However, Bacus’' lawyer had earlier questioned the search that the police had conducted, arguing that they used a general warrant, which was not specific as to what objects will be searched. The lawyer also contended that the police were not able to establish that icons seized were indeed stolen, as alleged. She said those icons could not be declared as illegally possessed if there is no evidence to show these were stolen somewhere. (TO BE CONTINUED)

All pictures were grabbed and saved from actual postings on ebay between 2000-2003.

Monday, April 20, 2015


EL STO. ENTIERRO DE GUAGUA. Considered as one ofthe most beautiful and most opulent in the country, the Sto. Entierro of the Velez-Ynfante Family is shown here during the Good Friday procession in 20__, Phot courtesy of Dr. Raymund Feliciano.

 The Santo Entierro of Guagua has been the soul of the Velez family over the last 250 years. It takes a week to prepare, polish, assemble, clean and light up this elaborate silver carroza for the Good Friday procession. 150 volunteers are chosen each year from the Barangay Santa Filomena, Guagua to serve the Senor Milagroso.

The Santo Entierro in its magnificent calandra, in 1949. Picture source: Budhi: A Journal of Ideas and Culture, Vol. X, No. 2, 2006. "Guagua to Quiapo", by Ramon Ma. Zaragoza. p. 22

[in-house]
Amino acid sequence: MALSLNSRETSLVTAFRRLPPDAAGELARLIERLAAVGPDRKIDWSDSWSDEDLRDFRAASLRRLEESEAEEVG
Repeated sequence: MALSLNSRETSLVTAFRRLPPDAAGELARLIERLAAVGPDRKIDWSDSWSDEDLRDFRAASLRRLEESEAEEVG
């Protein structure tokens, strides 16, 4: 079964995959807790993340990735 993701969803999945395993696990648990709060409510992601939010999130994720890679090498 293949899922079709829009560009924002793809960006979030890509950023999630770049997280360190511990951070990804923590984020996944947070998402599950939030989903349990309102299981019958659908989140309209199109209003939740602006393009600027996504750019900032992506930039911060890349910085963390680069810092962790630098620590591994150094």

Sampaguita garlands are the only floral decorations allowed. When lighted candles proved to be unsafe for the crowds during the procession, electric lights were installed in the virinas of the carroza, requiring power from 11 heavy duty truck batteries. In addition, thirty violinists volunteer their services. The image of Jesus in repose is reputed to be the most beautiful of its kind in the country.

Saturday, April 4, 2015



The original image of Apalit's Sta. Maria Magdalena had ivory head and hands, owned by Dr. Joaquin Gonzales (+1900) and Florencia Rodriguez Sioco (+1925). This 120 cm. Magdalena had her owned giltwood carroza. Bot image and carroza were inherited by their son, Augusto Sioco Gonzalez, who married Rosario "Charing" Arnedo, daughter of Pampanga's provincial governor, Macario Arnedo.